The Big Three could have gone to Madhesh with Maithili, Bhojpuri, Tharu and Awadhi translations of constitution for Madheshi views on contested issues
If Madheshi Morcha does not come on board for local level (or any other) election, or if they boycott election in Madhesh (specially in Province 2), or again resort to the same ‘colonization’ narrative to foment unrest, as much as, or more than, Madheshi forces the Big Three—Nepali Congress, CPN-UML and Maoist Center— will be responsible.
Needless to say, the Big Three went through the most difficult times until February 2016, when blockade was lifted and first amendment to the constitution was made. Madhesh was burning.
Emotions were high. People were being killed and the sense of hatred and anger against these parties was as intense. So if they followed India’s instruction as to what should be altered in the constitution, they would not only be seen as ‘surrendering’ to Indian aggression but it could also affect Nepal’s ‘national consciousness.’ If they went to Madhesh, confrontation was inevitable.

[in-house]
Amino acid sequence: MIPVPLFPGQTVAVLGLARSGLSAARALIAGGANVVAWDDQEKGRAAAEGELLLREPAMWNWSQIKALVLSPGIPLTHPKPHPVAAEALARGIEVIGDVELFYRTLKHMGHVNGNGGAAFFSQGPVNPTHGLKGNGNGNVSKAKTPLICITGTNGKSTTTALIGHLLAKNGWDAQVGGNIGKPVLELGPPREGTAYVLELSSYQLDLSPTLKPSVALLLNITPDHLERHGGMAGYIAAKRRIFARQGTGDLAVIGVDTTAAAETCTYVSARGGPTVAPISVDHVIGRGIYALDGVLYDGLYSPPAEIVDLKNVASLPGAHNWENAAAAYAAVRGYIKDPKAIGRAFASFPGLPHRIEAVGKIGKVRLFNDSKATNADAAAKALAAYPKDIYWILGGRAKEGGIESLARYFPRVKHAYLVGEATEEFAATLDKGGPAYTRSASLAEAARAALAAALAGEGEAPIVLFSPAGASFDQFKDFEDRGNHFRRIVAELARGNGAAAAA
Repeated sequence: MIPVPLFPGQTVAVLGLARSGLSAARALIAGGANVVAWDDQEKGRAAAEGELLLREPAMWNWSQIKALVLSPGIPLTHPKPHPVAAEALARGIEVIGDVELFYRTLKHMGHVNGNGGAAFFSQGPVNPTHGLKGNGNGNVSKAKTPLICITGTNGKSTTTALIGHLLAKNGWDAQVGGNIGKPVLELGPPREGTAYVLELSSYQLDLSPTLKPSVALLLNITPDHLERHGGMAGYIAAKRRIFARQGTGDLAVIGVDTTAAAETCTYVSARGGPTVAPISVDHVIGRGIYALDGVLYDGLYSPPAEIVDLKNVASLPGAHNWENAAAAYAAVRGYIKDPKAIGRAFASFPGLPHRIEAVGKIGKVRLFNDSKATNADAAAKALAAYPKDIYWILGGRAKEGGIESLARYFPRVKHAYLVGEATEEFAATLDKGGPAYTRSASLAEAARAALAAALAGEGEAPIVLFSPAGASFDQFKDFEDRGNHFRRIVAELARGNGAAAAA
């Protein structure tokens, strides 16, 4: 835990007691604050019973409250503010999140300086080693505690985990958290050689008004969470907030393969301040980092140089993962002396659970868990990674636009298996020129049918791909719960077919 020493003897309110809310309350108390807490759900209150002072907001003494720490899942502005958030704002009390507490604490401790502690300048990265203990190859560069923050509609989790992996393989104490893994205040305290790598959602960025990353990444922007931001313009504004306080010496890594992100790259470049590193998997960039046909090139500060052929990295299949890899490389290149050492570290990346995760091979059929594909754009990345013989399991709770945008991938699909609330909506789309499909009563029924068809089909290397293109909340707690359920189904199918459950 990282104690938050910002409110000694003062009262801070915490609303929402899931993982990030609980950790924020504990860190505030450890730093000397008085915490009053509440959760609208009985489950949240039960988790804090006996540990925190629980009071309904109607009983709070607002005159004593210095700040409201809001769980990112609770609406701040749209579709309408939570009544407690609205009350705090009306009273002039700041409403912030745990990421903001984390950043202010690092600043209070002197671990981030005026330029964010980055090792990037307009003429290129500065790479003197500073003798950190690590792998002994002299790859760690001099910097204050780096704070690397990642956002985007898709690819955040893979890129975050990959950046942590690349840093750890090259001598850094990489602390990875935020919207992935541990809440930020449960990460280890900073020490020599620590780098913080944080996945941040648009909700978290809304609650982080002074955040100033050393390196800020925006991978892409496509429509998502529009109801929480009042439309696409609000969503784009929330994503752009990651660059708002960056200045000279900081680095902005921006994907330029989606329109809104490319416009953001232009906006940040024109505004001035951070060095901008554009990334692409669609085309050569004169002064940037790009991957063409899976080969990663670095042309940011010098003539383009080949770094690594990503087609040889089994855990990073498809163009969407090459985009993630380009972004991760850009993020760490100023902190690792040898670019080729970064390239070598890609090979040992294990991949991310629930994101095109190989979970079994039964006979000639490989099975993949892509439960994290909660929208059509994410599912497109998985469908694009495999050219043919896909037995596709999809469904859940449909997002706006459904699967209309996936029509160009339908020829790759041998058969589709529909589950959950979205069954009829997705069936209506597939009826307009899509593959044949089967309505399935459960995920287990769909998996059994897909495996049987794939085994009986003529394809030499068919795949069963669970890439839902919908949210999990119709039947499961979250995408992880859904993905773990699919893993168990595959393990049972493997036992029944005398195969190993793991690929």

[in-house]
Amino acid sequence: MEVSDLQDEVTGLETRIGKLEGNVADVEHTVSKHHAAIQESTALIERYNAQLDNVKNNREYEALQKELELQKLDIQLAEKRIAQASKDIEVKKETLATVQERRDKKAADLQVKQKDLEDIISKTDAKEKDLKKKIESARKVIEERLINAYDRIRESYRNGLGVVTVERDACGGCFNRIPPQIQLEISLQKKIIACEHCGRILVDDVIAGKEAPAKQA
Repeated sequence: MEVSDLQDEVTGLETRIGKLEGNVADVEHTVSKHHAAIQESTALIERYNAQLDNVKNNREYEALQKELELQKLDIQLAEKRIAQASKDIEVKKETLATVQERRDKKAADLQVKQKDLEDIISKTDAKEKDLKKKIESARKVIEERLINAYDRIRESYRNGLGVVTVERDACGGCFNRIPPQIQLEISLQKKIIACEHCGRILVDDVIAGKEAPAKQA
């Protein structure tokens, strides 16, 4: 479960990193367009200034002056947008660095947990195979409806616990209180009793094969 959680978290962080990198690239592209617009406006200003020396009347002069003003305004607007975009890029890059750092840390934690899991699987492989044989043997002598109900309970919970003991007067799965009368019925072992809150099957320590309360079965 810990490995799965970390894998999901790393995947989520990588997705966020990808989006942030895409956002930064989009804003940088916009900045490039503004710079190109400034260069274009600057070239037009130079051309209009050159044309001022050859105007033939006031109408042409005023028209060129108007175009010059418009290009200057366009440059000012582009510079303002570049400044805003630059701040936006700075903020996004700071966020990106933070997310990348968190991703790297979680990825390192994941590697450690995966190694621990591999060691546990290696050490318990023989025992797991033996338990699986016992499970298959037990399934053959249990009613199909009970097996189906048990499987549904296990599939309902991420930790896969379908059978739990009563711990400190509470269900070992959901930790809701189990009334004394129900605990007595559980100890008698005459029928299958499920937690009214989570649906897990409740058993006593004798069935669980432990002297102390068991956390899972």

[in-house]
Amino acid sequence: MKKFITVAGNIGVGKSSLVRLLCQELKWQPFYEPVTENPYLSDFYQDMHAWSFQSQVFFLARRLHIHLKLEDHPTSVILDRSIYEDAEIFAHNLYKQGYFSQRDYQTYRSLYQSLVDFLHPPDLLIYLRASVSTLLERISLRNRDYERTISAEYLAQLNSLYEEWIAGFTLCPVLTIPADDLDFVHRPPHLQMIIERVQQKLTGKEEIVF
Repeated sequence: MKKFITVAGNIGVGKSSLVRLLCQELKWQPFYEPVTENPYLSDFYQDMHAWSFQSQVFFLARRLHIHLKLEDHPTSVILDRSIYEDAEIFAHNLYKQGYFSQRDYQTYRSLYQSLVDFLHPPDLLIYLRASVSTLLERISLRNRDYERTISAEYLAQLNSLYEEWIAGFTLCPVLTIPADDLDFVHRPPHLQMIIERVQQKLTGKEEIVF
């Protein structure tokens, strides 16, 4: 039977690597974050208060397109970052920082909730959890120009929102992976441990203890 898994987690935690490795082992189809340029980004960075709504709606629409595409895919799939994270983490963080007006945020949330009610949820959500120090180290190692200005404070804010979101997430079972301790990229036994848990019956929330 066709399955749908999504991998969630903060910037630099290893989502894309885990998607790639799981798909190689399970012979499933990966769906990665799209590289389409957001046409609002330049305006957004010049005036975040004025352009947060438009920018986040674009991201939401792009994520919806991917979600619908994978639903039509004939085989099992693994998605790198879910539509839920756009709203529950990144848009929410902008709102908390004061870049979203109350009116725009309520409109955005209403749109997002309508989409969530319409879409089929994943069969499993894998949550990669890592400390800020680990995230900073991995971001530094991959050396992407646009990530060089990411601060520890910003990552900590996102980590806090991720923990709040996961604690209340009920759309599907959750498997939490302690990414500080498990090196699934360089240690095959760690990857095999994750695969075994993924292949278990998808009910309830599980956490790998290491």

Naturally, since constitution promulgation and chain of unfortunate events that followed, Indian aggression and uncompromising attitude of Madheshi forces demanded so much attention from commentariat (including this writer), that the idiocy of the Big Three received little criticism. Let me take a break here, for it is never too late to reflect on where they blundered on Madhesh.
The situation had changed after ouster of KP Oli last July. Madheshi parties had returned to the parliament. After the government registered the seven-point amendment proposal in parliament last November, normalcy had been almost fully restored in Madhesh.